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ESSAY: A girl like me

“Pregnant PA mom of 5 is gunned down in the street.” That’s the headline on Facebook, with a photo of a pretty, dark-skinned girl who looks about 18.

Tell all the truth but tell it slant

By Emily Dickinson

Tell all the truth but tell it slant —

Success in Circuit lies

Too bright for our infirm Delight

The Truth’s superb surprise

As Lightning to the Children eased

With explanation kind

The Truth must dazzle gradually

Or every man be blind —

 

“Pregnant PA mom of 5 is gunned down in the street.” That’s the headline on Facebook, with a photo of a pretty, dark-skinned girl who looks about 18. That Internet excursion to check Facebook, was not, like most, a waste of time. I realize something important and true that I’d rather not admit. The outrage and sympathy I have for Cecil the lion, killed for sport in Zimbabwe, the crying I just did on a previous Facebook break for the little gray terrier that crawled out from under his owner’s tornado-broken house, contrast with the lack of feeling I have for that mom. My visceral concern for a lion and a dog is opposed to my involuntary thoughts about a dead mom. “Five kids? Really?”

What else do we think? Ralpher009, whose thoughts first mirror mine, then head to where I’d go on a very bad day, maybe. “27 years old…five children….pregnant?  Maybe the media might want to dwell on that topic. But, I guess government assistance is fun.”

Then Love, posting as Volleyballmom410, took the stage for a moment. “It does not matter that this woman had five children, or whether she could support them, or why she had so many, or whether she was married. What matters is that she was just walking down the street, doing nothing wrong, and got murdered. So stop with the hateful, judgmental comments, people. You don’t know this woman or her circumstances, and regardless, she did not deserve to lose her life like this.” Wait a second, Love, Wary Alaskan has to make sure that the Dark Side gets a word in. “You don’t know her circumstances either, so you may want to get off your high horse. Maybe an ex who was tired of her lying, cheating, manipulative ways finally snapped.”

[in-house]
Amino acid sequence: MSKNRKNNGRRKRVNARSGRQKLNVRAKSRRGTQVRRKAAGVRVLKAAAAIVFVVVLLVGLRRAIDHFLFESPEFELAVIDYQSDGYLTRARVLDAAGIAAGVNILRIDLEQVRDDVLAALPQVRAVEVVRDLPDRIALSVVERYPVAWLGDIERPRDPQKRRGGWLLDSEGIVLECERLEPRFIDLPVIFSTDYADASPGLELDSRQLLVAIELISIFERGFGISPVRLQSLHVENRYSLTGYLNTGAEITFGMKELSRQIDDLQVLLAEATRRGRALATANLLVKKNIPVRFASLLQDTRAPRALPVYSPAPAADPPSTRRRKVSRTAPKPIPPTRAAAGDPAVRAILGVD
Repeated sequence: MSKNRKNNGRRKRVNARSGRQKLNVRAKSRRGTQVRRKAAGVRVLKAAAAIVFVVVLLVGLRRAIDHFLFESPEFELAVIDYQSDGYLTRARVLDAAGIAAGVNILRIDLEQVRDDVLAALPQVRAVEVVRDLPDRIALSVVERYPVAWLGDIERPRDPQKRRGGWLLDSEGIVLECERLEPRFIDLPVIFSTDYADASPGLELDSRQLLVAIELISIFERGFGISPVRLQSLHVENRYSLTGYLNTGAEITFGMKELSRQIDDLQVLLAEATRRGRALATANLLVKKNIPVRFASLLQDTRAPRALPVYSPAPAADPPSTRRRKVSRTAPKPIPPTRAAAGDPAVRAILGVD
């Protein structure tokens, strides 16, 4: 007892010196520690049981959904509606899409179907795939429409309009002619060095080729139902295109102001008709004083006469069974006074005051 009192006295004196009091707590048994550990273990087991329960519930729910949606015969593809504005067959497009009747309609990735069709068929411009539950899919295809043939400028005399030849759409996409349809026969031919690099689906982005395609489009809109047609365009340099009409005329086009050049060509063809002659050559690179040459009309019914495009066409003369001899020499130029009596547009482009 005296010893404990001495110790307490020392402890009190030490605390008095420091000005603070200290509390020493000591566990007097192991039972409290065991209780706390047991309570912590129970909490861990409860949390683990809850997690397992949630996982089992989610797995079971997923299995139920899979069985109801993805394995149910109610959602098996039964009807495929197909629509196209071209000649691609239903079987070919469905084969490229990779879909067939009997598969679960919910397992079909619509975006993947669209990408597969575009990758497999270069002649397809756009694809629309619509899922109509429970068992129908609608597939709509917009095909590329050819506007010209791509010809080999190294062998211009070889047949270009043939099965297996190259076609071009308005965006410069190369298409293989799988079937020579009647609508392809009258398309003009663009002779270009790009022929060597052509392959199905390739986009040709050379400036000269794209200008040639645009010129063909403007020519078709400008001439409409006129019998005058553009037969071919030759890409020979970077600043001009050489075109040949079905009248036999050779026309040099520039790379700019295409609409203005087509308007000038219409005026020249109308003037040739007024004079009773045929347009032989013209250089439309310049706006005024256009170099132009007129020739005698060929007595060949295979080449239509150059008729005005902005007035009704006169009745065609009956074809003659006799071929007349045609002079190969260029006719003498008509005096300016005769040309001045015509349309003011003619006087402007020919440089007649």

Under the right circumstances, perhaps I could also have gone to the “She deserves to die” place. If that girl had been distractedly speeding and veered into my lane on the highway, or, more likely, if she’d been the whiny loudmouth standing in front of me in a long, sweaty line at a theater or take-out restaurant. Am I more Wary Alaskan than Volleyballmom410?  Who am I today?

I re-look at her. Her name was Deona Barnett. She was 27, and had dark, perfect eyebrows. Her selfie shows off a cute, deep dimple. I look closer. Her clean right cheek line angles down, then veers off from the rest of her face to form its own three-sided trapezoidal chin. That’s my chin. And then the tears do come. I can cry for a person, too. I can cry for a girl like me. That’s a start, right? I looked truth in the face and the lightning didn’t blind me.

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